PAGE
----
On Sunday, the sale was a bit slow in terms of customer flow, so I trimmed up (cleaned the bottom) the poofer pot and then added a phoenix to the lid.

First, I shaped the body. Clay doesn't like to be thick and thin in the same piece. It can lead to cracking issues when a piece dries. So, I balled up a piece of newspaper and wrapped some clay around it to form the body. I smoothed the clay out and then pulled the clay using a lot of water and a gentle stroking of the fingers to form the neck of the phoenix.

Rolled up a small ball of clay for the head and then made and attached a beak. Scored the body and the lid, dripped a little bit of water on scored area to form a slip and then pressed the body onto the lid to get them to be one.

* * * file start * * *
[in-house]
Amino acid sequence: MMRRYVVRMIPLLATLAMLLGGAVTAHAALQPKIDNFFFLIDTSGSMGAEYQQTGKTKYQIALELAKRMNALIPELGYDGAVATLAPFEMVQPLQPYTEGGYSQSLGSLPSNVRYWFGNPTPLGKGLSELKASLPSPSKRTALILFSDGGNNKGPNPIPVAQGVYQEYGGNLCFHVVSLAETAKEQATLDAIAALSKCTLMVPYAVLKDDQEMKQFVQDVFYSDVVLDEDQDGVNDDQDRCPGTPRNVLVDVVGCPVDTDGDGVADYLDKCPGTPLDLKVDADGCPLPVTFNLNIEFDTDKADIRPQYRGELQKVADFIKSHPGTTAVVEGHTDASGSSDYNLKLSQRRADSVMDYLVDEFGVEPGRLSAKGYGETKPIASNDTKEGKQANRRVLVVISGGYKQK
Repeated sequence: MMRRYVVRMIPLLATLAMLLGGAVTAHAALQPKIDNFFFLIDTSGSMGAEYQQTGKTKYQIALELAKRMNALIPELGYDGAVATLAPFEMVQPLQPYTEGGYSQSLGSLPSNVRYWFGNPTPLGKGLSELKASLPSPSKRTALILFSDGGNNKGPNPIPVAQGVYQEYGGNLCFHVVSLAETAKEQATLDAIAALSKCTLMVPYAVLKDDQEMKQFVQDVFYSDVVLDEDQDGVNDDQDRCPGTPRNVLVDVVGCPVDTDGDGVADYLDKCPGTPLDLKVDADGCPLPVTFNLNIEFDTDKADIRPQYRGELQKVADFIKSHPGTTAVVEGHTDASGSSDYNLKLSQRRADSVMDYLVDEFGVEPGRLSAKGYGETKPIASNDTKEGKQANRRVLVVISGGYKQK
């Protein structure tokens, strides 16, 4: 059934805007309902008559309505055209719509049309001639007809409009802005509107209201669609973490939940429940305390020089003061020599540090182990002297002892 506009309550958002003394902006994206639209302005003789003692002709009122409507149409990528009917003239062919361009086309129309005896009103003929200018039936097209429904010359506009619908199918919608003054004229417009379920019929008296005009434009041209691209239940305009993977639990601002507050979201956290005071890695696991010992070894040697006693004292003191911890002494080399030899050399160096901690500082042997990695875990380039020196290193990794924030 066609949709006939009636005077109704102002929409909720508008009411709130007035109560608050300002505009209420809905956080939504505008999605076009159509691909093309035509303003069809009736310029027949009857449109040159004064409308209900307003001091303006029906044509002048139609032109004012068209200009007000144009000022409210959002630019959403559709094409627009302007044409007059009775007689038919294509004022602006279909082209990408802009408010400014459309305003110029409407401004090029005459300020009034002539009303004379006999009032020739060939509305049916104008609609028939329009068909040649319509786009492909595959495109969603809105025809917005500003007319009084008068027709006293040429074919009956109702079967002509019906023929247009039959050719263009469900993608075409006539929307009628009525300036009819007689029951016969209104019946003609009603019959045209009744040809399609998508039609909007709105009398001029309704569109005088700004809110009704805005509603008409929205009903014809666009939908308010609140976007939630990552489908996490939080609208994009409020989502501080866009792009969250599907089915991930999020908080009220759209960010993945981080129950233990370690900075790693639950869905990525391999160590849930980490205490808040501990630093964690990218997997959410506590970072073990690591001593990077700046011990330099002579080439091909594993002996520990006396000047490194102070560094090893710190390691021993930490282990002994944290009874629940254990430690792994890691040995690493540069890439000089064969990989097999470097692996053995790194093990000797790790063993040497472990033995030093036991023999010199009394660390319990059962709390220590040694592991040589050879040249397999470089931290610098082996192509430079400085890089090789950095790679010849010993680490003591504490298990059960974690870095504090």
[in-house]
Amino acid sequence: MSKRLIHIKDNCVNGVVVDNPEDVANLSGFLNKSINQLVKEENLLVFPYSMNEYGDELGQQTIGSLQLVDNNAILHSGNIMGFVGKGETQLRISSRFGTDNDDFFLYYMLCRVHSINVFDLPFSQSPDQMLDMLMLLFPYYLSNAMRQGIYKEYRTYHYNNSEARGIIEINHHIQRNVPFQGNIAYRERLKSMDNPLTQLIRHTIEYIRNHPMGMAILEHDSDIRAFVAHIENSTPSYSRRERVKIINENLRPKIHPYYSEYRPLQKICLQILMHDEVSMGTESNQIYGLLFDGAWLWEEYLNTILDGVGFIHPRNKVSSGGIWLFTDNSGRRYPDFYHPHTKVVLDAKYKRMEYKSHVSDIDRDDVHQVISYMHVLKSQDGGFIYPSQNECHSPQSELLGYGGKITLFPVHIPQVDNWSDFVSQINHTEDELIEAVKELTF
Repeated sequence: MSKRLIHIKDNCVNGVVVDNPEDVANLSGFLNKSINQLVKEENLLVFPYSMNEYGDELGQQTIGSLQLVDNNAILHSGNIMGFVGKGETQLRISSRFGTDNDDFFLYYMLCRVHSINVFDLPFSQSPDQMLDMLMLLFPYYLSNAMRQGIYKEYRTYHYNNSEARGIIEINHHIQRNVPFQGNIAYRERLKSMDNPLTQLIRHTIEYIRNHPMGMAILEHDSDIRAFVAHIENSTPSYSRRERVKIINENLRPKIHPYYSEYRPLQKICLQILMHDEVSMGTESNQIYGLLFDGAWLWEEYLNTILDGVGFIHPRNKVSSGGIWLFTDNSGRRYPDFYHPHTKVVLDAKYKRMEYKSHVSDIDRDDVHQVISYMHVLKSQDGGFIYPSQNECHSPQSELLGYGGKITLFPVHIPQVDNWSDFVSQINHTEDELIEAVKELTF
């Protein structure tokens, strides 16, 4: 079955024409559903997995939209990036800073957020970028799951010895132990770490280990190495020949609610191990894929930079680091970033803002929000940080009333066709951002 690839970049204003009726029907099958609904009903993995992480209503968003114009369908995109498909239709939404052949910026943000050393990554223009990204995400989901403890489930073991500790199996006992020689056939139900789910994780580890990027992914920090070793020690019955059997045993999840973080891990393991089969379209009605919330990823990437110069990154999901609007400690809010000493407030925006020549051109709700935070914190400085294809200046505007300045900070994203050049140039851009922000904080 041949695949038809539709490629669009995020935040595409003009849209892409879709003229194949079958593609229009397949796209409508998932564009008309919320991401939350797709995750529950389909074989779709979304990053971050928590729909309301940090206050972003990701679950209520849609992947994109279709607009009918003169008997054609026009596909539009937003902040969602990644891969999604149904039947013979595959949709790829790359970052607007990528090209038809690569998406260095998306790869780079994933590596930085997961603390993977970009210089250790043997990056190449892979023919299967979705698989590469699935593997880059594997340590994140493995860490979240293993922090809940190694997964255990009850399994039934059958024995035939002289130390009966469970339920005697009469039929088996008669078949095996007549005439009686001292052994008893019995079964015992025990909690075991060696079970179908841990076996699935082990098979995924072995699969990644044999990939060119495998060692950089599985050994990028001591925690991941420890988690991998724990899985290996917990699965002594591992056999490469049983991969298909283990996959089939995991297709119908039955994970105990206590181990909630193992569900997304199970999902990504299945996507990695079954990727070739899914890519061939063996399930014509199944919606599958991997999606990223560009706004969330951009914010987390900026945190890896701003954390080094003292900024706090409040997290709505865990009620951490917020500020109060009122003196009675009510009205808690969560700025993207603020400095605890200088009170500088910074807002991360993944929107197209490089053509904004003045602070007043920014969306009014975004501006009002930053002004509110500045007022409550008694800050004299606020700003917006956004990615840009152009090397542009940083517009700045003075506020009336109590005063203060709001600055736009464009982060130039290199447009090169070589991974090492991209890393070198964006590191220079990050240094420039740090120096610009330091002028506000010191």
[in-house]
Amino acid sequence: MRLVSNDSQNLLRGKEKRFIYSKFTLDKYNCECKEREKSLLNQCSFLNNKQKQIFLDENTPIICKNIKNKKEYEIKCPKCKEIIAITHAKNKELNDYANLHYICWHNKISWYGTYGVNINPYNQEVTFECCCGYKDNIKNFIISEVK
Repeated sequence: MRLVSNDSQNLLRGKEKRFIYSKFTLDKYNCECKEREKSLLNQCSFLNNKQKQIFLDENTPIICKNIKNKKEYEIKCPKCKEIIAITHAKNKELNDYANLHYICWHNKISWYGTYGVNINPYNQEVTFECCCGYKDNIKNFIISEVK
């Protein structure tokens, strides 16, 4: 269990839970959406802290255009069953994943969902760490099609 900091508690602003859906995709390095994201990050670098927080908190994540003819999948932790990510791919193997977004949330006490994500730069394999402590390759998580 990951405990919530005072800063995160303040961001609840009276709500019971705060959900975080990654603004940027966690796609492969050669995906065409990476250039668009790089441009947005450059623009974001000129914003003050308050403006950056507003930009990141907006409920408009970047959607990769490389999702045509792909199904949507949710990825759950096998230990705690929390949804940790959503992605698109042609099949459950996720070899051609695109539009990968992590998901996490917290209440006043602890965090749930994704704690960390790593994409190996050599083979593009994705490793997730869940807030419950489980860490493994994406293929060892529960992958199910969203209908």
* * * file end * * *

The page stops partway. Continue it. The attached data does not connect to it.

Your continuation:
Then came pulling more clay and shaping it into curls for the head and tail feathers. After these had dried a bit (so that they kept their shapes, but were still malleable), I attached them to the body of the phoenix.

The pot itself had a nice shape, but I wanted it to look like it was part of the whole sculpture, so I added some snakes (also pulled from a lump of clay), scored and attached them to the pot.

After attaching the snake to the pot, I smoothed it and formed a peak to make it seem more like flames rather than snakes.

6 snakes attached and the bird on the lid.

I like this view.

The back side, so you can see what the tail feathers look like.

In looking at these photos, I should probably have added more snakes to the body of the pot, but it was hot and I was tired. I might do more decoration (with glazes, not with more additional clay) when it comes time to glaze the pot. HOWEVER... I did cover the piece so that it will dry slowly, so it might be possible to add more clay... Hmmm... I'll have to check tonight to see if it's possible. If not, oh well...